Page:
Floating on water is not as smooth or stable as a car moving on paved roads. Forces impact the boat’s sides (starboard and port), pushing it laterally and causing it to tilt.

A boat with a higher beam value is more stable, allowing the watercraft to resist overturning or capsizing. However, this has the disadvantage of making the boat harder to right once it’s flipped over and harder to maneuver around obstacles. 

The large size may also make docking tougher in small spaces, though most people will no doubt enjoy the interior area on a wide-beam vessel, where they can invite more people onboard and carry more gear during trips. 

4. Beam Dimensions

The beam measurement on a boat depends on its aspect or length-to-beam ratio. 

For example, the ideal beam to length ratio for small sailboats (i.e trailerable sailboats and dinghies) is 2:1. These watercrafts’ beams are about half their length. For instance, if the boat measures 18 feet long, its beam should be nine feet.

Meanwhile, racing sailboats can have a 5:1 aspect ratio. For instance, a 40-foot racing sailboat will have an eight-foot water vessel beam.

Ocean-going vessels have large aspect ratios (i.e., 20:1), while rowing shells with oars have 30:1 ratios. 

Ways to Measure Beams


The simplest way to measure a boat’s beam is by using a tape measure, latching one end on the vessel’s port (or starboard) and extending it to the starboard (or port).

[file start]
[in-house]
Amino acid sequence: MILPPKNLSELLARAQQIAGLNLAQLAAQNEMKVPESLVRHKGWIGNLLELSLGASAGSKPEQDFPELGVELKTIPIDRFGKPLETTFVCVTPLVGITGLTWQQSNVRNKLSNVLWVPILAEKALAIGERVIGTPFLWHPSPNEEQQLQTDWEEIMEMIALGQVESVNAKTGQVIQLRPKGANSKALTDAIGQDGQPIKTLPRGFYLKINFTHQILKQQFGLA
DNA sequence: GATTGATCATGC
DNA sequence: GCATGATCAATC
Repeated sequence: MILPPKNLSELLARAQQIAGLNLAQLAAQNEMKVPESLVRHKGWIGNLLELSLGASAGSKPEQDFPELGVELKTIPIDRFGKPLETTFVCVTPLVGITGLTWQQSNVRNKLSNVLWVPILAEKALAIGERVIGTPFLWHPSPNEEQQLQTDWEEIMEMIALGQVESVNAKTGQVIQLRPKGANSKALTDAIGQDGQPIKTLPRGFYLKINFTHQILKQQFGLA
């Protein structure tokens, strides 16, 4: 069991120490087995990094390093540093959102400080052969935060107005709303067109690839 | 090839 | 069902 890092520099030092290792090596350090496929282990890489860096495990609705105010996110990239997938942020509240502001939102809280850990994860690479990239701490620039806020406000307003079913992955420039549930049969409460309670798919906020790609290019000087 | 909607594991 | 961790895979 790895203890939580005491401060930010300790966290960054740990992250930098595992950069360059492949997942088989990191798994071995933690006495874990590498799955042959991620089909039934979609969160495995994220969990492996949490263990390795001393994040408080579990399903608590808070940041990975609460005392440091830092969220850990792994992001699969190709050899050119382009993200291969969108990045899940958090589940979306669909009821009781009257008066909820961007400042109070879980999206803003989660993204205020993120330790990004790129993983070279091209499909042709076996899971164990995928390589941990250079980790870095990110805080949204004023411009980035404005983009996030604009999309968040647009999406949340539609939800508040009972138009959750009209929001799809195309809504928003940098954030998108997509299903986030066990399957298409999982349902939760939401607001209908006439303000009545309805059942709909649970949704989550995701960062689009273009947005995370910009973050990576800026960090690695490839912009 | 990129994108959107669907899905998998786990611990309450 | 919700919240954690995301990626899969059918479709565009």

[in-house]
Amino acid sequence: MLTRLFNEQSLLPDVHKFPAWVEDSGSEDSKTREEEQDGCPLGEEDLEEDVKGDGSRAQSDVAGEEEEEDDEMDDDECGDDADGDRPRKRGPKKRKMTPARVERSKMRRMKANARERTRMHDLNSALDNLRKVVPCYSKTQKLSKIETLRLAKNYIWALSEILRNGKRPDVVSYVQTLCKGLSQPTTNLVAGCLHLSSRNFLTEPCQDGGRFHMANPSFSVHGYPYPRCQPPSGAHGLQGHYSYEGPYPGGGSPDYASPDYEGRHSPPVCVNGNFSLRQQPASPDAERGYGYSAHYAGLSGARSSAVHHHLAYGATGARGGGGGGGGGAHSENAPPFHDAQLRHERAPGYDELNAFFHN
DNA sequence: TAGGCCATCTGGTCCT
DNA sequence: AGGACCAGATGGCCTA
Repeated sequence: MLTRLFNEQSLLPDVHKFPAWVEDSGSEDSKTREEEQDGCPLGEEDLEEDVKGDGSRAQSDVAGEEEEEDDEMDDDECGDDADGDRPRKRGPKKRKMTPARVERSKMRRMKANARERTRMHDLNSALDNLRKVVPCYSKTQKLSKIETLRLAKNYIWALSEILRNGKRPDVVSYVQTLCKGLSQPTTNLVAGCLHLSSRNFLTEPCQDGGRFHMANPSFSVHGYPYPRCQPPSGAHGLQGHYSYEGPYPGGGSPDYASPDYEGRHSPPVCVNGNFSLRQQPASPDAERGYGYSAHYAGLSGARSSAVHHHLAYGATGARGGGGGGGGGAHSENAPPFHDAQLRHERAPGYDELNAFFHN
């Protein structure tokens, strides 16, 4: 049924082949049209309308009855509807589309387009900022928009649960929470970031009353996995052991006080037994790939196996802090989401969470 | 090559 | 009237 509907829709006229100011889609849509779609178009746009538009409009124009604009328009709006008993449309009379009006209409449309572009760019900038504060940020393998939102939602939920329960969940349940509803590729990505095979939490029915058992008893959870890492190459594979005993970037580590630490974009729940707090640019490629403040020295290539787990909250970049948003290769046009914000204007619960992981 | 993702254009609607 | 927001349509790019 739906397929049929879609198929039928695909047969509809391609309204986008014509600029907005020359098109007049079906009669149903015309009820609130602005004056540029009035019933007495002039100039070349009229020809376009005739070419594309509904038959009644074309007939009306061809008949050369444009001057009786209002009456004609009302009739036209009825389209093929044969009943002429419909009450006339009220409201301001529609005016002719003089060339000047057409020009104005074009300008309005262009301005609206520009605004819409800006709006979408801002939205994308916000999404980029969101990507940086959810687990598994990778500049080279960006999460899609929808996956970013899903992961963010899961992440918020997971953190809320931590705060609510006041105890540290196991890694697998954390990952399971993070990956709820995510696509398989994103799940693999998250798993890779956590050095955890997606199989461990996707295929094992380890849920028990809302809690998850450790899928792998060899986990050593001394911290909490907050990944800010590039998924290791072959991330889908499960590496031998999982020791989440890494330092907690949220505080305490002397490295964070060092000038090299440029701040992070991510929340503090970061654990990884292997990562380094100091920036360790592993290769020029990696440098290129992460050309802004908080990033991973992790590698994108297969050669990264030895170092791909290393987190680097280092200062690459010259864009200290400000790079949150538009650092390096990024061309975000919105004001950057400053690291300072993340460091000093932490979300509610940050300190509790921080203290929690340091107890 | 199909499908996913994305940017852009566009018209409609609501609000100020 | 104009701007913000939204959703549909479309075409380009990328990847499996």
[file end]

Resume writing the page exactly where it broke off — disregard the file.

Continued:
Alternatively, you can do some math if you know your boat’s length. The formula is:The simplest way to measure a boat’s beam is by using a tape measure, latching one end on the vessel’s port (or starboard) and extending it to the starboard (or port).

Alternatively, you can do some math if you know your boat’s length. The formula is:

  • Boat’s beam = length overall (LOA)2/3 + 1

Please note that “2/3” is an exponent. Hence, you must raise the LOA value by two-thirds power before adding one (1).

For example, suppose you have an 80-foot yacht.

  • Beam = LOA2/3 + 1
  • Beam = 802/3 +1

First, we can square 80 to get 6400 (80 x 80 = 6400)

Next, we must find the cube root of 6400, giving us 18.57.

Alternatively, we can determine the cube root of 80 (4.31) before squaring the value to get 18.57.

Either way, you will end up with an 19.57-foot beam for the 80-foot yacht.

Other Beams on a Boat

It is worth noting that the term “beam” does not only refer to a watercraft’s breadth or width. 

Boaters also use this word to mean the vessel’s structural support, running athwartship. 

You might hear sailors talk about “astern or abaft the port beam or starboard beam.” Some might shout, “forward the starboard beam.” 

We are more familiar with the phrase “dead ahead” than “forward the port or starboard beam,” which means the same thing. Meanwhile, “astern” implies whatever the sailors saw is slightly behind the port or starboard beam.


You are more confident now when somebody asks what is the beam on a boat. This term might mean something else in other contexts, but boaters and seafarers know it refers to a watercraft’s breadth or width.

It could be at the waterline or deck level. Regardless, a boat’s beam is essential in determining its stability in rough waters. The term should also be differentiated from other nautical concepts to avoid confusion.